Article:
November 22, 2012 · 1:04 am
When Alan Moskowitz first described to me his Sephardic grandmother’s “stuffing,” he had no idea it was a rare and important example of Sephardic-Ashkenazi fusion cuisine with an American accent! If you’re still not set on your Thanksgiving menu, the story and recipe are in today’s Daily Forward…
October 9, 2009 · 1:12 am
My grandparents Nissim, and Virginia, originally came from Istanbul, and the area in Bulgaria just over the Turkish border. I grew up eating borekas, spinach pies, haviar (tarama), biscochos, et al. But there is one dish my grandmother made that although I’ve researched everywhere haven’t found anything remotely similar. Unfortunately no one’s left alive who can even remember what it was called. The ingredients were ground liver, raw eggs, chopped walnuts, rye bread, and possibly chopped onions/celery. The raw ingredients were combined making a paste, which was then spread into a greased baking pan about 1/2 an inch thick, the top glazed with beaten egg, and baked. When cut and served it was quite firm, and dark brown on top. Have you ever heard of anything similar?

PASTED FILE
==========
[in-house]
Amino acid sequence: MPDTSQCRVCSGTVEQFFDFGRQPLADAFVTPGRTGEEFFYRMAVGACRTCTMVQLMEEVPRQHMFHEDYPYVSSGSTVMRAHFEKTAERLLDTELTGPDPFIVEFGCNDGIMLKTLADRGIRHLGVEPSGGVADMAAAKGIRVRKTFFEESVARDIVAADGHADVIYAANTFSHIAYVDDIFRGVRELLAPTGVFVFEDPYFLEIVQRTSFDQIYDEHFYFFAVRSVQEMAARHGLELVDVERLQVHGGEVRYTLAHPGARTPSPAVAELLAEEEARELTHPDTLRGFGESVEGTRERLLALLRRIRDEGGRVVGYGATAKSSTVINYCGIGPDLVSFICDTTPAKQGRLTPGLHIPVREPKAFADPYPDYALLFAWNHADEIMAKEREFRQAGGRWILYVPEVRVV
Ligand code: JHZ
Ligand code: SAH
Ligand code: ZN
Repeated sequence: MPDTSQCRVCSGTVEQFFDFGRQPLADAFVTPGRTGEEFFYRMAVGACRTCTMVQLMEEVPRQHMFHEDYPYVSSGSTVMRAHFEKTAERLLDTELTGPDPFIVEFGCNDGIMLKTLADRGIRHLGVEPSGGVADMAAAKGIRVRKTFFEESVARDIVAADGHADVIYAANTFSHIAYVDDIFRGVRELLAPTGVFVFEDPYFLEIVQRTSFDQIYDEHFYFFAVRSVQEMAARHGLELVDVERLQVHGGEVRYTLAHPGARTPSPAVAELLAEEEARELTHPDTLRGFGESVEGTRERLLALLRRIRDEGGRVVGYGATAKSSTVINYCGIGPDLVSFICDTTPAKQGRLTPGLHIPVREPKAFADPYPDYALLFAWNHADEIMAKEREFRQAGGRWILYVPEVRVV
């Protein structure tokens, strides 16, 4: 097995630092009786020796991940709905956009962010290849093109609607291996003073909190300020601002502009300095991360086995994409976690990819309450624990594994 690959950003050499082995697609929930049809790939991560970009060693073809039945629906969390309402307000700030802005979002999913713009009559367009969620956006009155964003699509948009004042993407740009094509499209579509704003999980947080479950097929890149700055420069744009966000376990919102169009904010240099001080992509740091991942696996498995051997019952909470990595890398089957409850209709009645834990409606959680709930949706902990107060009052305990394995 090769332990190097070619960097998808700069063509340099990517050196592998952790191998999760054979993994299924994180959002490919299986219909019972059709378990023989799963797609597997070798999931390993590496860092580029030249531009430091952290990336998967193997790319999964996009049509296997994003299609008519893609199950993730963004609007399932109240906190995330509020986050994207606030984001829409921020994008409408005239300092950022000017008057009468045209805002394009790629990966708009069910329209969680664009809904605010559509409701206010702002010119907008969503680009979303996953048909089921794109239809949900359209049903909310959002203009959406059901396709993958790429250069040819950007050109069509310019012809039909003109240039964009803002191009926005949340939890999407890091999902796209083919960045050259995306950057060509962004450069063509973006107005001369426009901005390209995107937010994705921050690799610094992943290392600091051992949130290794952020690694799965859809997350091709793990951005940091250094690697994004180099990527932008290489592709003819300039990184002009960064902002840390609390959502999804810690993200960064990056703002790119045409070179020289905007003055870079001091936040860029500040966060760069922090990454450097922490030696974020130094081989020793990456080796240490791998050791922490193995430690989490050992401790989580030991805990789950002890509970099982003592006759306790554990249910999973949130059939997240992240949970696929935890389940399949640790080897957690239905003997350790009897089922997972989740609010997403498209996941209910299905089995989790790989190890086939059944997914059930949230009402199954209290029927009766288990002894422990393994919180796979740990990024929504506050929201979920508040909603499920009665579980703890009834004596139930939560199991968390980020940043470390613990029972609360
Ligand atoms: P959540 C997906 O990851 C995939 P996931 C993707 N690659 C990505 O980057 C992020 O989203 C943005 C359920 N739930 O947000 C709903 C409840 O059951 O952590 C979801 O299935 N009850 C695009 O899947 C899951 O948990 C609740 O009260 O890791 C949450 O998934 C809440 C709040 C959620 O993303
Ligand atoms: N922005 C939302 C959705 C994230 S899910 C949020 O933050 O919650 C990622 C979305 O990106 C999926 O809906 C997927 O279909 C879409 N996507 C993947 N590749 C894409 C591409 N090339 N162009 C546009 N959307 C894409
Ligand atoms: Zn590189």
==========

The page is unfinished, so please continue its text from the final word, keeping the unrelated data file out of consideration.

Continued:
Thanks so much for all your hard work, it’s been an enjoyable read.
Wow. When we talk about Jewish cooking being adaptive, I suspect this may be a prime – and very personal – example. Off the top of my head, this sounds like a Sephardic rendition of a classic Ashkenazi dish from Eastern Europe: chopped chicken liver. Neither rye bread nor chopped chicken liver are part of Sephardic gastronomy. Continue reading →